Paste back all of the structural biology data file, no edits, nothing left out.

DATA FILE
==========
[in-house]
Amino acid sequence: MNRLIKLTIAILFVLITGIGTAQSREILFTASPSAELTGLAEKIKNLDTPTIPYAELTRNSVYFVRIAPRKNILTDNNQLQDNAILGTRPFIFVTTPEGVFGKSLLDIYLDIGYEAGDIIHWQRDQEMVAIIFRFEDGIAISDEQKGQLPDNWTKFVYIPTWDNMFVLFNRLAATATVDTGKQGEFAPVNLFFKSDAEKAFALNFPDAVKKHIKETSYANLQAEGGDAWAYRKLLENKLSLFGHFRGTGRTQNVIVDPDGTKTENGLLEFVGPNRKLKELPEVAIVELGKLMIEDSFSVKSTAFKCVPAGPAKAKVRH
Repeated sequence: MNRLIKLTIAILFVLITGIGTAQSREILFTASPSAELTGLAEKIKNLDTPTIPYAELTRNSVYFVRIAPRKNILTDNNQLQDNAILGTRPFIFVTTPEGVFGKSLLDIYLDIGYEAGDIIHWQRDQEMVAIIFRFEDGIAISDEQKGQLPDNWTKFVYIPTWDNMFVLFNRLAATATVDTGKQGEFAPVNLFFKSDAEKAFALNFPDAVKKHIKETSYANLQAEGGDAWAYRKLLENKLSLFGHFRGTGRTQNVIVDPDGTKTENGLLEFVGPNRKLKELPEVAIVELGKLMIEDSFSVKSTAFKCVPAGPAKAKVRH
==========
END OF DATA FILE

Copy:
[in-house]
Amino acid sequence: MNRLIKLTIAILFVLITGIGTAQSREILFTASPSAELTGLAEKIKNLDTPTIPYAELTRNSVYFVRIAPRKNILTDNNQLQDNAILGTRPFIFVTTPEGVFGKSLLDIYLDIGYEAGDIIHWQRDQEMVAIIFRFEDGIAISDEQKGQLPDNWTKFVYIPTWDNMFVLFNRLAATATVDTGKQGEFAPVNLFFKSDAEKAFALNFPDAVKKHIKETSYANLQAEGGDAWAYRKLLENKLSLFGHFRGTGRTQNVIVDPDGTKTENGLLEFVGPNRKLKELPEVAIVELGKLMIEDSFSVKSTAFKCVPAGPAKAKVRH
Repeated sequence: MNRLIKLTIAILFVLITGIGTAQSREILFTASPSAELTGLAEKIKNLDTPTIPYAELTRNSVYFVRIAPRKNILTDNNQLQDNAILGTRPFIFVTTPEGVFGKSLLDIYLDIGYEAGDIIHWQRDQEMVAIIFRFEDGIAISDEQKGQLPDNWTKFVYIPTWDNMFVLFNRLAATATVDTGKQGEFAPVNLFFKSDAEKAFALNFPDAVKKHIKETSYANLQAEGGDAWAYRKLLENKLSLFGHFRGTGRTQNVIVDPDGTKTENGLLEFVGPNRKLKELPEVAIVELGKLMIEDSFSVKSTAFKCVPAGPAKAKVRH